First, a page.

Marc Marginedas: "During the kidnapping in Syria I saw the worst and the best of human beings"

In September 2013, the Islamic State kidnapped Marc Marginedas, a correspondent for El Periódico, who had traveled to Syria to cover the war in that country.

NewsEditor
NewsEditor
27 October 2022 Thursday 05:46
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Marc Marginedas: "During the kidnapping in Syria I saw the worst and the best of human beings"

In September 2013, the Islamic State kidnapped Marc Marginedas, a correspondent for El Periódico, who had traveled to Syria to cover the war in that country. The journalist was detained for six months, his location was changed four times, he went hungry and was assaulted. He was released at the border with Turkey in March 2014. Now, he has returned to Syria to heal the wounds of his captivity and to tell the world about it in the documentary Return to Raqqa, directed by Albert Solé and Raúl Cuevas, which premiered today in the Seminci of Valladolid.

Marginedas and Solé became friends in their youth when they coincided as interns at El Periódico. "We were two pipiolos facing all kinds of issues, especially on Sundays. Then I dedicated myself to audiovisuals and when I found out that Marc had been kidnapped I had no doubt that he would come out stronger. I was also aware that one day I would tell his story and I waited until he was ready to tell it," he explains in an interview with La Vanguardia Solé, who won the Goya for best documentary in 2008 for Bucharest, the lost memory.

Marginedas was also very clear that "Albert was the ideal person to narrate this story, because we knew each other, but also because he knew that he would not fall into sensationalism and that the result would be of quality." The result is an exciting documentary in which the journalist relives those six months of captivity with the support of other sources such as Javier Espinosa, a journalist from El Mundo, with whom he shared the confinement, and other chroniclers from European newspapers and members of NGOs who also They were held by Islamic State.

Raúl Cuevas, who joined the project first as head of photography and then as co-director, highlights the use of "animation to visualize Marc's memories because that allowed us to give a less realistic and more dreamlike register and separate ourselves a little from the rawness of history". The filming, which had its ups and downs due to the covid pandemic, has taken the team to Russia, where until recently Marginedas worked as a correspondent, to Miami and various places in Europe to finish in Raqqa, the now destroyed Syrian city where the correspondent spent most of his abduction.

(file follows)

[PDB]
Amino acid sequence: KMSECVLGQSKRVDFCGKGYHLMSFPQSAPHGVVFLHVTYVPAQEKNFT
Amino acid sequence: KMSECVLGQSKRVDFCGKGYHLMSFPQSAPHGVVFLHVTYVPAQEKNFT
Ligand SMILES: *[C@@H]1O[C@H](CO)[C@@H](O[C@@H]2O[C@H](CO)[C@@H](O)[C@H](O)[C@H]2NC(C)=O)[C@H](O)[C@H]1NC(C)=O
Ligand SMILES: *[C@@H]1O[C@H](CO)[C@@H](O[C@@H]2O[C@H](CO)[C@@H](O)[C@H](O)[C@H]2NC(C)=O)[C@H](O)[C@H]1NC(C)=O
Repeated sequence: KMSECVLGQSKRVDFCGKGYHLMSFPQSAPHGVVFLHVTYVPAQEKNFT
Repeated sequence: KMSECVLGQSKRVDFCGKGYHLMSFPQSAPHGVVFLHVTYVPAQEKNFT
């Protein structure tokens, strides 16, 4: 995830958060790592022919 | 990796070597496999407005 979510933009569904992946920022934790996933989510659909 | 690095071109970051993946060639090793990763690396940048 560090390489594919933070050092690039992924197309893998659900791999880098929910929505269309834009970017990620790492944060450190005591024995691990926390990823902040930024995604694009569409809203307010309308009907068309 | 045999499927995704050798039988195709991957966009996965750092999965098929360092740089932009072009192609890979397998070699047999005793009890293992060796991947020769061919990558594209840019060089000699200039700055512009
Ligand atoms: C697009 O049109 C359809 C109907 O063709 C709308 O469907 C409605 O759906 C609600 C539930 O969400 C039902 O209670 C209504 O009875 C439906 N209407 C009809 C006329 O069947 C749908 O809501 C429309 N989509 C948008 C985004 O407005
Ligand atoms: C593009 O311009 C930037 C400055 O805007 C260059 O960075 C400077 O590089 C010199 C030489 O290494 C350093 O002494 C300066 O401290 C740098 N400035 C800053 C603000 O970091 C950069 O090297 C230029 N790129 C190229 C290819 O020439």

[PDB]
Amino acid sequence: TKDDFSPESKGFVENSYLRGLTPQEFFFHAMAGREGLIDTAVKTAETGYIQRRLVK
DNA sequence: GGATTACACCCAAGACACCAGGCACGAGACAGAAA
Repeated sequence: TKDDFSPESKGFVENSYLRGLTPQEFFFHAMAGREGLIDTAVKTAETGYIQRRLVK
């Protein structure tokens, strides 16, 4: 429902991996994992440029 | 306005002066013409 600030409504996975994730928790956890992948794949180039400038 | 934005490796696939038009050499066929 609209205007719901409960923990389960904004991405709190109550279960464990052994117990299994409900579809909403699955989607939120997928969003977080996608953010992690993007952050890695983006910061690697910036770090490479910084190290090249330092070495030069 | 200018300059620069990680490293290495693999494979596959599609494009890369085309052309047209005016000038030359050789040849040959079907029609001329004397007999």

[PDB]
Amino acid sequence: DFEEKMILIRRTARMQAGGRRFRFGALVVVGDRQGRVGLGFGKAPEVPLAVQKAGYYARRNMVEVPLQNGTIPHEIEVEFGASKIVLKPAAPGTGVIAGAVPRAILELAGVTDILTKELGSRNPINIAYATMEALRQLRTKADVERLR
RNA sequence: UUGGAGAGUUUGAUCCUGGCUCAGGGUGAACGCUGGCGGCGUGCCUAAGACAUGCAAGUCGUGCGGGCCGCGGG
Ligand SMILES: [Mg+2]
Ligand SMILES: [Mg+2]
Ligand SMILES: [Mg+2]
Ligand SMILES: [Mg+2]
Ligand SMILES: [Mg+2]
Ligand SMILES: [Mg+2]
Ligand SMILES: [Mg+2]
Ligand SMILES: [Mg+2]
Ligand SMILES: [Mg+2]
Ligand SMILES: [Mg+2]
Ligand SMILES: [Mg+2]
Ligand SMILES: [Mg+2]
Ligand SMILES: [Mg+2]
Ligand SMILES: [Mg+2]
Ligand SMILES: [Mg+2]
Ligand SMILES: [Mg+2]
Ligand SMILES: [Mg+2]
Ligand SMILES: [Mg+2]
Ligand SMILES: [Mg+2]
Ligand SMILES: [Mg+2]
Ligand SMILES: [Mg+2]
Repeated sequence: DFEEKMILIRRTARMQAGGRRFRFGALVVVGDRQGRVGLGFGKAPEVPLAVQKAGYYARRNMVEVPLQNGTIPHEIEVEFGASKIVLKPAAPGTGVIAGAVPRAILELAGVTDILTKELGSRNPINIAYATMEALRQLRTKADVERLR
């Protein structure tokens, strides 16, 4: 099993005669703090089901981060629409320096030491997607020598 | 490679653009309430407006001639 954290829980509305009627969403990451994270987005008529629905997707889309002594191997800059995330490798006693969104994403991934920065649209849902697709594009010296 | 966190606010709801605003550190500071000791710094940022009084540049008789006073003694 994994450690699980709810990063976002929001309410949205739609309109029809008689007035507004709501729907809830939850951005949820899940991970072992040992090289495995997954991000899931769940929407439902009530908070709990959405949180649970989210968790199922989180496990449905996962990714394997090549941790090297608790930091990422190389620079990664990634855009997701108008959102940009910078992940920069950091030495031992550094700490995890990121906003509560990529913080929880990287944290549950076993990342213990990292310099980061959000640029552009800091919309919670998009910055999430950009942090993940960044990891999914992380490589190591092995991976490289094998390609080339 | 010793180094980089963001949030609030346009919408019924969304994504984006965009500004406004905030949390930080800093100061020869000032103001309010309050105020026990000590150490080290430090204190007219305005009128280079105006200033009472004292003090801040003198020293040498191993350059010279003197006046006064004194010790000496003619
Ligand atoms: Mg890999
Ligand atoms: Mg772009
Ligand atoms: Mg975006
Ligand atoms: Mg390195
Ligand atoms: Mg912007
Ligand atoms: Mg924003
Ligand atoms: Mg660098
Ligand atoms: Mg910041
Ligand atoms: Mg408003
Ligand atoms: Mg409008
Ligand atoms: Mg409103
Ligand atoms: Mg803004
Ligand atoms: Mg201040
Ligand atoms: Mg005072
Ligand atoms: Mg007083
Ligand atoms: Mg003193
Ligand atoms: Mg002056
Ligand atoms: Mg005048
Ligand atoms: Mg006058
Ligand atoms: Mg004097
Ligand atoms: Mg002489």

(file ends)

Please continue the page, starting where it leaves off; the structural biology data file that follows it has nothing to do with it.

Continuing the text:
"There I saw the worst and the best of human beings," he recalls. The best were some of his fellow captives like Steven Sutluft "an American, very conservative, who spoke Arabic and who was hated even more than us by the kidnappers because he was Jewish. He had great journalistic talent and an exceptional sense of justice even to resolve conflicts between us, the twenty men who share the confinement," recalls Marginedas, who also remembers how Steven "asked me to teach him Spanish, because, although he was from Miami and had taught at the school, he had not taken advantage of them enough".

The worst was the cruelty of the kidnappers, whom the prisoners called the Beatles, because "I understood that psychopaths exist not only in movies, but also in real life. People who enjoy the suffering of others." The Beatles were led by Mohamed Emwazi, who "made a difficult transition from being a rather shy and quiet young man to becoming one of the cruelest people imaginable".

Emwazi beat and psychologically and physically tortured the hostages and also starved them to death. "It's one thing to be hungry when you don't eat and another to get up and just think about food, that takes up all your time. We were so hungry that we had long conversations about what we would eat when we were released," recalls Marginedas, who weakened from the lack of food. "There was a time when we planned to escape by crossing the river that bordered the house where we were being held, but I knew I would be unable to swim," he adds.

Little by little, the correspondent has left behind those terrible memories, but returning to Raqqa has been useful, because "the kidnapping made me grow as a journalist and because the documentary recovers a story that is very current, since the war in Syria has a common denominator with the Ukraine called Russia," he concludes.

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